EU shares up, Asian stocks near 11-week lows, dollar climbs on Fed rate view
The dollar hit an 8-week high against the euro on Tuesday as expectations grew that the U.S. Federal Reserve could raise interest rates sooner than later, while world stock indexes rallied with financial and tech shares.
Surprisingly strong data on U.S. new home sales in April supported the view the economy may be strong enough for the Fed to raise interest rates as early as June, pushing U.S. Treasury prices to session lows.
Last week, the Fed surprised investors when the central bank’s meeting minutes opened the door to a rate hike as early as in June.
The euro was last down 0.5 percent against the European single currency at $1.1157 EUR=.
“A re-pricing of Fed tightening expectations is the principal driver of the U.S. dollar’s resurgence,” said Richard Franulovich, senior currency strategist at Westpac Banking Corporation in New York. “Markets will wax and wane, but generally speaking, the thrust will be toward dollar gains.”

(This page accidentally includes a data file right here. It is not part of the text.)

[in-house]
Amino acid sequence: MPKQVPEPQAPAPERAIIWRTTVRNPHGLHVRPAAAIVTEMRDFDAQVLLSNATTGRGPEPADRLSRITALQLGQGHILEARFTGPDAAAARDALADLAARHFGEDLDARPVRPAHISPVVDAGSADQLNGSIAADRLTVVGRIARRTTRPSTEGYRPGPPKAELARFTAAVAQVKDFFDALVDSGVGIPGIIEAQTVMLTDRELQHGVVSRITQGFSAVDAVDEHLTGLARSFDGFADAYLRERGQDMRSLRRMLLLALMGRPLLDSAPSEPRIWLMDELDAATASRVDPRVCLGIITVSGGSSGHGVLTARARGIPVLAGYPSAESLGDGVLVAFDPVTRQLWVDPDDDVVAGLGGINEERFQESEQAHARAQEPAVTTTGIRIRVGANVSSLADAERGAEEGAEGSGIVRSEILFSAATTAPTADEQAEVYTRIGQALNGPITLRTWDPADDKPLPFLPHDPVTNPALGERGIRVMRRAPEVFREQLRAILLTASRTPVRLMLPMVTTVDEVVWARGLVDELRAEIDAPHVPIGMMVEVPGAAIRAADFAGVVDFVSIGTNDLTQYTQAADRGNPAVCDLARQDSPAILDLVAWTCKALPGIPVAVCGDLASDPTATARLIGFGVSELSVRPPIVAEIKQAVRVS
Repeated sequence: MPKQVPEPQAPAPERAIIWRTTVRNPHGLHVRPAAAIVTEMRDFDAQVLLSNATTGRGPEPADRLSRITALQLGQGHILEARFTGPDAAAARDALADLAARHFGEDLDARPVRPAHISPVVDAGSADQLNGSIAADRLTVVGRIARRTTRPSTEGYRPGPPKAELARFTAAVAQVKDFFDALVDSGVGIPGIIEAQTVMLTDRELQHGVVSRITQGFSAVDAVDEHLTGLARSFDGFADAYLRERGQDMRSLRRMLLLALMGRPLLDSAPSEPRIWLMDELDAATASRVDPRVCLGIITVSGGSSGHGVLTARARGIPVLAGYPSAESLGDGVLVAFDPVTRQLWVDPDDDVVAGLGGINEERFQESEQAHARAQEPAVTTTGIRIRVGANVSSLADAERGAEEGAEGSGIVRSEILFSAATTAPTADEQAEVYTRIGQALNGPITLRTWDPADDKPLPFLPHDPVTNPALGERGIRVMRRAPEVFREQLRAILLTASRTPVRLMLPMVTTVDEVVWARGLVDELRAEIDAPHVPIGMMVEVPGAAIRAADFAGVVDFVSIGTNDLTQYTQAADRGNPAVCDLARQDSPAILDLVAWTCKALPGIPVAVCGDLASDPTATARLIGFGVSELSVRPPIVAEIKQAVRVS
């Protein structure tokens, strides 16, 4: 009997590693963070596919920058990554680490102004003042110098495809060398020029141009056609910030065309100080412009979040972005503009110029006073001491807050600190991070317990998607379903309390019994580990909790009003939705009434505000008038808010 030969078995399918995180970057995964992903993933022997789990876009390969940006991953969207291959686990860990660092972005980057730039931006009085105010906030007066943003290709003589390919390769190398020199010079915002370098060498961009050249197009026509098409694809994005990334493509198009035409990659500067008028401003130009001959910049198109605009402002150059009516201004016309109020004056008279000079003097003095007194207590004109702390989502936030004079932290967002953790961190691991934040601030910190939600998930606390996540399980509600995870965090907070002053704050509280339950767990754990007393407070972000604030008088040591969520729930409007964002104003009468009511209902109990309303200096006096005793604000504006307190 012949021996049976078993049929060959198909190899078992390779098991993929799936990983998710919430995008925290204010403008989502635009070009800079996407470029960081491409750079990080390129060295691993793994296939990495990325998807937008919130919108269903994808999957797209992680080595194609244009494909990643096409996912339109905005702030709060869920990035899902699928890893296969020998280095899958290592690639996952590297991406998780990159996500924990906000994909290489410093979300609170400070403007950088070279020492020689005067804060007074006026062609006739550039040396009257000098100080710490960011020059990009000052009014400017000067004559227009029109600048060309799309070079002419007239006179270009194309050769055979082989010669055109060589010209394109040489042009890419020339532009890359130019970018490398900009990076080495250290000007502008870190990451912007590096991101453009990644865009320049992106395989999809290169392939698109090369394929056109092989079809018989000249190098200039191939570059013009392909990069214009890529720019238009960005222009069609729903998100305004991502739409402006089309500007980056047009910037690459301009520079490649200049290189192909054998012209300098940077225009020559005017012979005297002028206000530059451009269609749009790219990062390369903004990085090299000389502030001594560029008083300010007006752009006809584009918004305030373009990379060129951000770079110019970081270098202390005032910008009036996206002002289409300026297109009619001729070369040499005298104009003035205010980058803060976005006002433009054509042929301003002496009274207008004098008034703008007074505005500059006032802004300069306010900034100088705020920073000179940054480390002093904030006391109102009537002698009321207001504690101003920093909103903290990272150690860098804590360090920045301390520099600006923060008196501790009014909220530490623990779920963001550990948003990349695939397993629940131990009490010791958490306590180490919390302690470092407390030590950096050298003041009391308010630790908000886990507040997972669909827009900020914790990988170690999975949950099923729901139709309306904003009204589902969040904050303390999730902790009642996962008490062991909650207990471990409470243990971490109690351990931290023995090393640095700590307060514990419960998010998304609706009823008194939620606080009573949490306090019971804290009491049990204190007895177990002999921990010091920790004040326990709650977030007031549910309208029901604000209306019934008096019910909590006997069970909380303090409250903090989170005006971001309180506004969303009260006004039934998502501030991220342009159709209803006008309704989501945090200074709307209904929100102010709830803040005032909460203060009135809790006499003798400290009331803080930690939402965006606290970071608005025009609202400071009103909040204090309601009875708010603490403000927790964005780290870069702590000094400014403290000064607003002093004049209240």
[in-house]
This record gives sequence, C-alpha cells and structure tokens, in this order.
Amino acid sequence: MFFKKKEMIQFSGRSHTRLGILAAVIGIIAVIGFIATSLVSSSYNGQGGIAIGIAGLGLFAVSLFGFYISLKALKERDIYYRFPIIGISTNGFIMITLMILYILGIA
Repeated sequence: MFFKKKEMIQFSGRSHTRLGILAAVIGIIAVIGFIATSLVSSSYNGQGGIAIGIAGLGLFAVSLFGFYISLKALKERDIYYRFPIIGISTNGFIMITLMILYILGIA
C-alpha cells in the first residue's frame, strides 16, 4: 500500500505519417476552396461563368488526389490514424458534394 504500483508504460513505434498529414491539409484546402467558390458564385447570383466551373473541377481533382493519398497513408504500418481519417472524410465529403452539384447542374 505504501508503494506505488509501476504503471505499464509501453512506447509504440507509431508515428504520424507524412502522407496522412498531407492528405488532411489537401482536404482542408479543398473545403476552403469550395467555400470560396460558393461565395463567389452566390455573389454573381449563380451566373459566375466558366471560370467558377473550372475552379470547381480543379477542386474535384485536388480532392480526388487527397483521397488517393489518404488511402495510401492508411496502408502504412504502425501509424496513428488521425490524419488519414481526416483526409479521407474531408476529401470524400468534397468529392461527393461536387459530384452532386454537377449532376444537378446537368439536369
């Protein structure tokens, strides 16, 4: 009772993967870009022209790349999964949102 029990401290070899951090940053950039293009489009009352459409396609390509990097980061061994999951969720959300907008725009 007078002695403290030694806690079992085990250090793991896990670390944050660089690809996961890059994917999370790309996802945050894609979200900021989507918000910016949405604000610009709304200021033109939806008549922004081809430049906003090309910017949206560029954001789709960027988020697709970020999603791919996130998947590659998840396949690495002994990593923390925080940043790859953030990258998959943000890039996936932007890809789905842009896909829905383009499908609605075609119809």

On Wall Street, financial shares, which benefit from rising interest rates, led gains in the S&P 500 along with technology shares, though all sectors were higher.
The Dow Jones industrial average .DJI was up 202.03 points, or 1.15 percent, to 17,694.96, the S&P 500 .SPX had gained 24.78 points, or 1.21 percent, to 2,072.82 and the Nasdaq Composite .IXIC had added 75.95 points, or 1.59 percent, to 4,841.74.
Some investors worry, though, that tightening borrowing costs could hamper economic expansion and reduce liquidity in stock markets, which could limit stock gains.
MSCI’s all-country world stock index .MIWD00000PUS was up 0.9 percent and on track to snap four straight days of losses. The pan-European FTSEurofirst 300 index .FTEU3 of leading regional stocks jumped 2.2 percent.
Financial shares also rallied in Europe. Sentiment was underpinned by comments from European Central Bank supervisory chief Daniele Nouy, who said the bank was working on new proposals for non-performing loans that remain one of the biggest problems for the region’s economy.